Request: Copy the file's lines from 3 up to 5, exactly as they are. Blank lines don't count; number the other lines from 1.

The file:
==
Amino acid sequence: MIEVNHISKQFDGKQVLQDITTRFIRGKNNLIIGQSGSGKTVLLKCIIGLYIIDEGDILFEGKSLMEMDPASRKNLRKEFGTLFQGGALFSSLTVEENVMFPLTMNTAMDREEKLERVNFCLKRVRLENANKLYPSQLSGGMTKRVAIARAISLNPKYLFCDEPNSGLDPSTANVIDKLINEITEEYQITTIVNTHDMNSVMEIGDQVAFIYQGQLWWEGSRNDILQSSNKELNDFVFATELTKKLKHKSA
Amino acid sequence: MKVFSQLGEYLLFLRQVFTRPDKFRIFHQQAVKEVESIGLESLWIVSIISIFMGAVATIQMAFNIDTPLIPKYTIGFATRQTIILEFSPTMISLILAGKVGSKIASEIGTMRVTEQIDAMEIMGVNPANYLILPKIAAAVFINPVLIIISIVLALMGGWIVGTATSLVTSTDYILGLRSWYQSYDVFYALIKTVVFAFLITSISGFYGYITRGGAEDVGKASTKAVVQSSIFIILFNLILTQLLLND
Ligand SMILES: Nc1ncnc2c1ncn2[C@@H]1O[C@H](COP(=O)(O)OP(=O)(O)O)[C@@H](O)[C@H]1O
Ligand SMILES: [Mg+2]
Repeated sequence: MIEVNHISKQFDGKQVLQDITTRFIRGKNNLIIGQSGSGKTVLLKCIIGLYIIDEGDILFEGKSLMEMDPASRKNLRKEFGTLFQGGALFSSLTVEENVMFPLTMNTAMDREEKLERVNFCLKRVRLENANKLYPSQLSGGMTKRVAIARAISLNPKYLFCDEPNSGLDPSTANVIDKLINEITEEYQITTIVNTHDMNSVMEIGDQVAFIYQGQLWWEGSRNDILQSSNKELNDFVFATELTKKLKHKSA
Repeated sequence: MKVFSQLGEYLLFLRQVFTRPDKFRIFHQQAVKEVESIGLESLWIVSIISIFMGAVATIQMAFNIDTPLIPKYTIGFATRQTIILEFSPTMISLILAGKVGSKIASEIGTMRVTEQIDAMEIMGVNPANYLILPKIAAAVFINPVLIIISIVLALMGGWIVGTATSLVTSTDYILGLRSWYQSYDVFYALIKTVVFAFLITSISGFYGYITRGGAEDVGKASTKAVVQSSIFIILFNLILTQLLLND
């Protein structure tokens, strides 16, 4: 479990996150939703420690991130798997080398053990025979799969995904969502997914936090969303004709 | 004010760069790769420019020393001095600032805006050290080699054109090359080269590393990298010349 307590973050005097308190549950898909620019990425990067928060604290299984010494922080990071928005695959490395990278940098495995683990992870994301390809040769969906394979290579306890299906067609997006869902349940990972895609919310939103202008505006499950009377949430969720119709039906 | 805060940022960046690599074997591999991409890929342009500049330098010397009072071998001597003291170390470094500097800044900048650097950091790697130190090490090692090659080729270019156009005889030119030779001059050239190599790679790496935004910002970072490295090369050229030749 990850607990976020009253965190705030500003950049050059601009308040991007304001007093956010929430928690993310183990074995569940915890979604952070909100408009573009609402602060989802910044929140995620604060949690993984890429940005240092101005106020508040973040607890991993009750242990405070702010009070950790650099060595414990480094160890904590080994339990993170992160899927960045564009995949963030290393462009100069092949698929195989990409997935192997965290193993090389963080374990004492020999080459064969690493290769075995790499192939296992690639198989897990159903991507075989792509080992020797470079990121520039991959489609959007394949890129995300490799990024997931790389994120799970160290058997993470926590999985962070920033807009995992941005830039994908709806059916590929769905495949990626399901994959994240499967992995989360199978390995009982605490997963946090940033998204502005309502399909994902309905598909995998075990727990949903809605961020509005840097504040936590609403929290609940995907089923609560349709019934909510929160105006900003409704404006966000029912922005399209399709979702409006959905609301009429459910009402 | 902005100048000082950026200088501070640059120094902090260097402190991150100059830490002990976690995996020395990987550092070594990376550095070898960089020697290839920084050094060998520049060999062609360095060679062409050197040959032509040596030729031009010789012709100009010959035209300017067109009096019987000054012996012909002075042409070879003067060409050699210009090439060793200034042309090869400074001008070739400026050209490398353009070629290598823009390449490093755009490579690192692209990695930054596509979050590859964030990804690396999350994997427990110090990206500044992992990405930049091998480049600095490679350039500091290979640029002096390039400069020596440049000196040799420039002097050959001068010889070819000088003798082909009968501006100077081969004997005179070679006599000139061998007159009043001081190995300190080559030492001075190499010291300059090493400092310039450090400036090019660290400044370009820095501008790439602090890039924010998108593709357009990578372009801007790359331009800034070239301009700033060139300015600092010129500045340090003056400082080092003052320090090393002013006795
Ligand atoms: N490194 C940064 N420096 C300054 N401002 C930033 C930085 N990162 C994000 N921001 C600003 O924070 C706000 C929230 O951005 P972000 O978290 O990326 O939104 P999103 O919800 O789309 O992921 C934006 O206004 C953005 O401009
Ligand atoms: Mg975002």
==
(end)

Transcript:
Ligand SMILES: Nc1ncnc2c1ncn2[C@@H]1O[C@H](COP(=O)(O)OP(=O)(O)O)[C@@H](O)[C@H]1O
Ligand SMILES: [Mg+2]
Repeated sequence: MIEVNHISKQFDGKQVLQDITTRFIRGKNNLIIGQSGSGKTVLLKCIIGLYIIDEGDILFEGKSLMEMDPASRKNLRKEFGTLFQGGALFSSLTVEENVMFPLTMNTAMDREEKLERVNFCLKRVRLENANKLYPSQLSGGMTKRVAIARAISLNPKYLFCDEPNSGLDPSTANVIDKLINEITEEYQITTIVNTHDMNSVMEIGDQVAFIYQGQLWWEGSRNDILQSSNKELNDFVFATELTKKLKHKSA